11 Sep 2018

Understanding soil type: the key to addressing structural problems

As most property developers will know, fixing subsidence issues was historically considered both challenging and costly. This is why those involved in property development are careful when taking on a property that is showing the common signs of subsidence including cracked walls and uneven floors.


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However, with modern alternatives to traditional underpinning methods emerging, subsidence no longer needs to be a costly and invasive issue. Even though modern solutions are helping to streamline the issue of subsidence, it is still important for those undertaking a renovation to understand what is happening in the ground to help identify the cause of any structural issues. This is because different soil types give rise to unique problems and require alternative solutions.

The soil types commonly encountered in ground remediation work include clay, sand and silt, fill and organic soils. Each have distinctive characteristics and require different solutions to address building subsidence issues.


Structural problems often result from varying moisture levels in reactive clay soil. It swells when wet and shrinks when dry causing subsidence in drier conditions, or heave in wetter areas. The soil can become oversaturated due to broken sewers, stormwater pipes or burst mains. Over-saturated clay also loses its bearing capacity causing building footings to settle in the weakened soil, which can sink even further as it dries out.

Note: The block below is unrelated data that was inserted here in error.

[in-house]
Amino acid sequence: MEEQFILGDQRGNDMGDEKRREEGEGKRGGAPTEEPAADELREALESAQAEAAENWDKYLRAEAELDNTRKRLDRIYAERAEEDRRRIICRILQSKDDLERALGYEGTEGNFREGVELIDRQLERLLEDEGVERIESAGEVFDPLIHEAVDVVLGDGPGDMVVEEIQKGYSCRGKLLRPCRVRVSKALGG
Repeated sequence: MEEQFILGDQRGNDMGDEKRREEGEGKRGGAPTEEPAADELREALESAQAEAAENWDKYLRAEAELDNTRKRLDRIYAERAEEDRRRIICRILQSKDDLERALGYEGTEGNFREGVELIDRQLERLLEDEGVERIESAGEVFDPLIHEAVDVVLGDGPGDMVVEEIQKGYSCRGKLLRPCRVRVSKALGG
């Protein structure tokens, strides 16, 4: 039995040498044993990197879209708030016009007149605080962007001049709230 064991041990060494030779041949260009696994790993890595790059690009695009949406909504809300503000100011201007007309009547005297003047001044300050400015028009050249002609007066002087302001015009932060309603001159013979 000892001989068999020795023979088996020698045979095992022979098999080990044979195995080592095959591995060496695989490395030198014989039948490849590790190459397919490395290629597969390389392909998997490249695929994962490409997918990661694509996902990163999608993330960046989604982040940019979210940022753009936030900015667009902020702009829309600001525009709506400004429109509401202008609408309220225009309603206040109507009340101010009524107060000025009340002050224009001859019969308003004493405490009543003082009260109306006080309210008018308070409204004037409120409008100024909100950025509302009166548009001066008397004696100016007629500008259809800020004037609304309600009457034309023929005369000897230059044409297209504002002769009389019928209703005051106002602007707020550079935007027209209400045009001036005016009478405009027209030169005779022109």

Sand and silt

Structures on sand and silt soils often experience settlement caused by ground water, a natural underground watercourse or a leaking sewer or stormwater pipe. The finer grains are washed away leaving larger grains to settle, and the building’s footings and foundations become unsupported, compromising the structure above.


Fill is earthen material placed and compacted in a hole or depression. It can consist of soil, and can also include aggregate, rock or crushed construction waste. Structures built on fill are susceptible to the same issues as those on sand and silt, especially when water flows wash-away finer material. Settlement is worse if the fill is poorly compacted.


Organic soils, especially peat, are weak and highly compressible making them prone to settlement, as the weight of any structure causes compaction. Primary settlement decreases over time, but can total hundreds of millimetres, resulting in significant structural issues.

It is vital to understand the type of soil a home is built on in order to correctly determine which solution is more suitable if subsidence does occur.

Further information....

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